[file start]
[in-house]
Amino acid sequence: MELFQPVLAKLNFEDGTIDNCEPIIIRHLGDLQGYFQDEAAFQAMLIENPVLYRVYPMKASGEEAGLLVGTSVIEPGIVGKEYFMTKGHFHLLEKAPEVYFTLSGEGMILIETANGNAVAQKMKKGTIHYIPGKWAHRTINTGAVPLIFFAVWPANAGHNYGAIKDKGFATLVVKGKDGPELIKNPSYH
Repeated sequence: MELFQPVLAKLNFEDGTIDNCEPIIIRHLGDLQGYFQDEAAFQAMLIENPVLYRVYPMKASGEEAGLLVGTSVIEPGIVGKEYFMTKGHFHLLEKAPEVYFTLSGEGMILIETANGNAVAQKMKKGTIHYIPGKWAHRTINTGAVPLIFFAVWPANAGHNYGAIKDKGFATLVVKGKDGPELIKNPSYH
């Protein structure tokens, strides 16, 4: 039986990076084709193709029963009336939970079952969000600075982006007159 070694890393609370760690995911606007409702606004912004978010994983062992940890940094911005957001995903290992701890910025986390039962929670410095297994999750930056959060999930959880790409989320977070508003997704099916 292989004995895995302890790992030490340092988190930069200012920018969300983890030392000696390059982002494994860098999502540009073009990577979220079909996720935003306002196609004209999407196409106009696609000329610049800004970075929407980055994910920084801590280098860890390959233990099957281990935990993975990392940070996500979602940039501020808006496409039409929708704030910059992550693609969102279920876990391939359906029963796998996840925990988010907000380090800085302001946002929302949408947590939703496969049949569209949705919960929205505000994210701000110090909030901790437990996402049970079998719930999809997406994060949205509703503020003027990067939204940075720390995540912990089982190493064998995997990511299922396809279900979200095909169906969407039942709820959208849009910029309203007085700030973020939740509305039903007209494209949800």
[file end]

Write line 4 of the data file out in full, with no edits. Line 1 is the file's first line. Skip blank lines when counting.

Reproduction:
């Protein structure tokens, strides 16, 4: 039986990076084709193709029963009336939970079952969000600075982006007159 070694890393609370760690995911606007409702606004912004978010994983062992940890940094911005957001995903290992701890910025986390039962929670410095297994999750930056959060999930959880790409989320977070508003997704099916 292989004995895995302890790992030490340092988190930069200012920018969300983890030392000696390059982002494994860098999502540009073009990577979220079909996720935003306002196609004209999407196409106009696609000329610049800004970075929407980055994910920084801590280098860890390959233990099957281990935990993975990392940070996500979602940039501020808006496409039409929708704030910059992550693609969102279920876990391939359906029963796998996840925990988010907000380090800085302001946002929302949408947590939703496969049949569209949705919960929205505000994210701000110090909030901790437990996402049970079998719930999809997406994060949205509703503020003027990067939204940075720390995540912990089982190493064998995997990511299922396809279900979200095909169906969407039942709820959208849009910029309203007085700030973020939740509305039903007209494209949800």